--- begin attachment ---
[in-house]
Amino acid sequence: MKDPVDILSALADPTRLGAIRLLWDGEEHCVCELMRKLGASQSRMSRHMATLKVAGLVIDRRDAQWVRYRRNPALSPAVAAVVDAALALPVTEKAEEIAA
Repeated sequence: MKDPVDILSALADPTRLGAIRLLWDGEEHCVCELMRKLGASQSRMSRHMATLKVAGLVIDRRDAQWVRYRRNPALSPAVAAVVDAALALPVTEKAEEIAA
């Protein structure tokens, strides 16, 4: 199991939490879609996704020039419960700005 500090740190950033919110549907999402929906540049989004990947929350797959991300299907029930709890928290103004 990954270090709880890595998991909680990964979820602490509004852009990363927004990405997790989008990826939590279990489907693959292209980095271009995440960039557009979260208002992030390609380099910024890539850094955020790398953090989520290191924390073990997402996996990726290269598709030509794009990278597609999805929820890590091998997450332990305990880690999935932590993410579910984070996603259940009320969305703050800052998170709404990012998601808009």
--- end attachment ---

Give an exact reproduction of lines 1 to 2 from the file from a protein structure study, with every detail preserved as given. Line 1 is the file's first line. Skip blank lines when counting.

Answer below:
[in-house]
Amino acid sequence: MKDPVDILSALADPTRLGAIRLLWDGEEHCVCELMRKLGASQSRMSRHMATLKVAGLVIDRRDAQWVRYRRNPALSPAVAAVVDAALALPVTEKAEEIAA